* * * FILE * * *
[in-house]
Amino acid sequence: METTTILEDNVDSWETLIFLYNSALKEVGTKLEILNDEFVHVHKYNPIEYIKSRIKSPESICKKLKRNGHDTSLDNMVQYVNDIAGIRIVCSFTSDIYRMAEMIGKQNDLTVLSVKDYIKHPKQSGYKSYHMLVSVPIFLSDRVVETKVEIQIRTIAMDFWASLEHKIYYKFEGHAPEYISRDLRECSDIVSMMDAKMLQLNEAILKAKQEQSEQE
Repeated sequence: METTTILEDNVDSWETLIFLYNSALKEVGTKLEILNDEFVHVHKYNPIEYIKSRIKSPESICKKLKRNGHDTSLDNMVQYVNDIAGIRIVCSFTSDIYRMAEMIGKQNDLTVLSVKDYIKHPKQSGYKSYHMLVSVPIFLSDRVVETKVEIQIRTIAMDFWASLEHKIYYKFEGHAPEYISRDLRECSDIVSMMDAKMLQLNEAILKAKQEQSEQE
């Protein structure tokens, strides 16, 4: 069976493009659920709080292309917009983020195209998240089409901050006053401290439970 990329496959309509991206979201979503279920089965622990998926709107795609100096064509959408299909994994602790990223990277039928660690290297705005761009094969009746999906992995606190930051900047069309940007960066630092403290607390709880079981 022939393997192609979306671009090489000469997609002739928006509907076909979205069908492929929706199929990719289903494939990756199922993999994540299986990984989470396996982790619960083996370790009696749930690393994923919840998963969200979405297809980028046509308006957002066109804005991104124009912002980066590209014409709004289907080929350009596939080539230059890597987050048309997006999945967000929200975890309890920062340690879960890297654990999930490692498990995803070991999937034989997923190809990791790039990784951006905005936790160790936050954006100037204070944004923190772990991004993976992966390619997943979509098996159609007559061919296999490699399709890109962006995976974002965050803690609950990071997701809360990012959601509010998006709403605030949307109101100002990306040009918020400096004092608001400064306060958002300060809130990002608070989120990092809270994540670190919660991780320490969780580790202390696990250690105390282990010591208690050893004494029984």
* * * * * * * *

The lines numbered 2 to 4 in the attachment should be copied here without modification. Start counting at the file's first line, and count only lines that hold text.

Amino acid sequence: METTTILEDNVDSWETLIFLYNSALKEVGTKLEILNDEFVHVHKYNPIEYIKSRIKSPESICKKLKRNGHDTSLDNMVQYVNDIAGIRIVCSFTSDIYRMAEMIGKQNDLTVLSVKDYIKHPKQSGYKSYHMLVSVPIFLSDRVVETKVEIQIRTIAMDFWASLEHKIYYKFEGHAPEYISRDLRECSDIVSMMDAKMLQLNEAILKAKQEQSEQE
Repeated sequence: METTTILEDNVDSWETLIFLYNSALKEVGTKLEILNDEFVHVHKYNPIEYIKSRIKSPESICKKLKRNGHDTSLDNMVQYVNDIAGIRIVCSFTSDIYRMAEMIGKQNDLTVLSVKDYIKHPKQSGYKSYHMLVSVPIFLSDRVVETKVEIQIRTIAMDFWASLEHKIYYKFEGHAPEYISRDLRECSDIVSMMDAKMLQLNEAILKAKQEQSEQE
């Protein structure tokens, strides 16, 4: 069976493009659920709080292309917009983020195209998240089409901050006053401290439970 990329496959309509991206979201979503279920089965622990998926709107795609100096064509959408299909994994602790990223990277039928660690290297705005761009094969009746999906992995606190930051900047069309940007960066630092403290607390709880079981 022939393997192609979306671009090489000469997609002739928006509907076909979205069908492929929706199929990719289903494939990756199922993999994540299986990984989470396996982790619960083996370790009696749930690393994923919840998963969200979405297809980028046509308006957002066109804005991104124009912002980066590209014409709004289907080929350009596939080539230059890597987050048309997006999945967000929200975890309890920062340690879960890297654990999930490692498990995803070991999937034989997923190809990791790039990784951006905005936790160790936050954006100037204070944004923190772990991004993976992966390619997943979509098996159609007559061919296999490699399709890109962006995976974002965050803690609950990071997701809360990012959601509010998006709403605030949307109101100002990306040009918020400096004092608001400064306060958002300060809130990002608070989120990092809270994540670190919660991780320490969780580790202390696990250690105390282990010591208690050893004494029984």